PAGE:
It was Mayor Rosa P Fast who first understood what was happening, who brought the strangeness into the arena of what could be properly spoken about, of news. "This miracle baby can identify corruption," she told her closest aides, "and the corrupt, once she has fingered them. literally begin to show the signs of their moral decay on their bodies." The aides warned her that kind of talk, belonging as it did to the archaic old-Europe world of dybbuks and golems, probably didn't sit too well in the mouth of a modern politician, but Rosa Fast was undeterred. "We came into office to clean this place up." she declared. "and chance has given us the human broom with which we can sweep it clean." She was the kind of atheist who could believe in miracles without conceding their divine provenance, and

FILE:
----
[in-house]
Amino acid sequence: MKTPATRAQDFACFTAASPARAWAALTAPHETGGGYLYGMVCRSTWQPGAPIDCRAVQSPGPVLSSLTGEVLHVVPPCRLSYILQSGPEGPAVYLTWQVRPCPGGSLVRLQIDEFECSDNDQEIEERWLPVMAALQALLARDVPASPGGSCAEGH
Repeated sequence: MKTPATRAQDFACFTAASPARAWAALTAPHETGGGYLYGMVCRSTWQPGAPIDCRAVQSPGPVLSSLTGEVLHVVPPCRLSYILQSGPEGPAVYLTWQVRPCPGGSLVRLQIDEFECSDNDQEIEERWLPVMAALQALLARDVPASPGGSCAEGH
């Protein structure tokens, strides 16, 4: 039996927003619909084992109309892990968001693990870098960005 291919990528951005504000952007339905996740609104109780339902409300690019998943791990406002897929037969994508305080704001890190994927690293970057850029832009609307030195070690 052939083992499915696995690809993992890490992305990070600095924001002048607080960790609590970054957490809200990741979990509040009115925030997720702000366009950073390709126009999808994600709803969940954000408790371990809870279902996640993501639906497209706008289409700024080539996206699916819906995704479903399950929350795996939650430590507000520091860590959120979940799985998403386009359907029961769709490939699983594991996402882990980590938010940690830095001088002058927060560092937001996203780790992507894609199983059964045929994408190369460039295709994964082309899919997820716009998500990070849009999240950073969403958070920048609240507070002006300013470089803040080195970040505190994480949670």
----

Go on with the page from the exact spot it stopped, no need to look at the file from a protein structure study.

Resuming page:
the next day the foundling, now in the care of the foster care agency, came back to the mayor's office for a visit.
Baby Storm reentered City Hall like a tiny human minesweeper or drug-sniffng Alsatian. The mayor enfolded her in a big Brooklyn-Ukrainian hug, and whispered, "Let's go to work, baby of truth." What followed instantly became the stuff of legend, as in room after room, department after department, marks of corruption and decay appeared on the faces of the corrupt and decaying, the expenses cheats. the receivers of backhand payments in return for civic contracts, the accepters of Rolex watches and private airplane flights and Hermes bags stuffed with banknotes, and all the secret beneficiaries of bureaucratic power. The crooked began to confess before the miracle baby came within range, or fled the building to be hunted down by the law.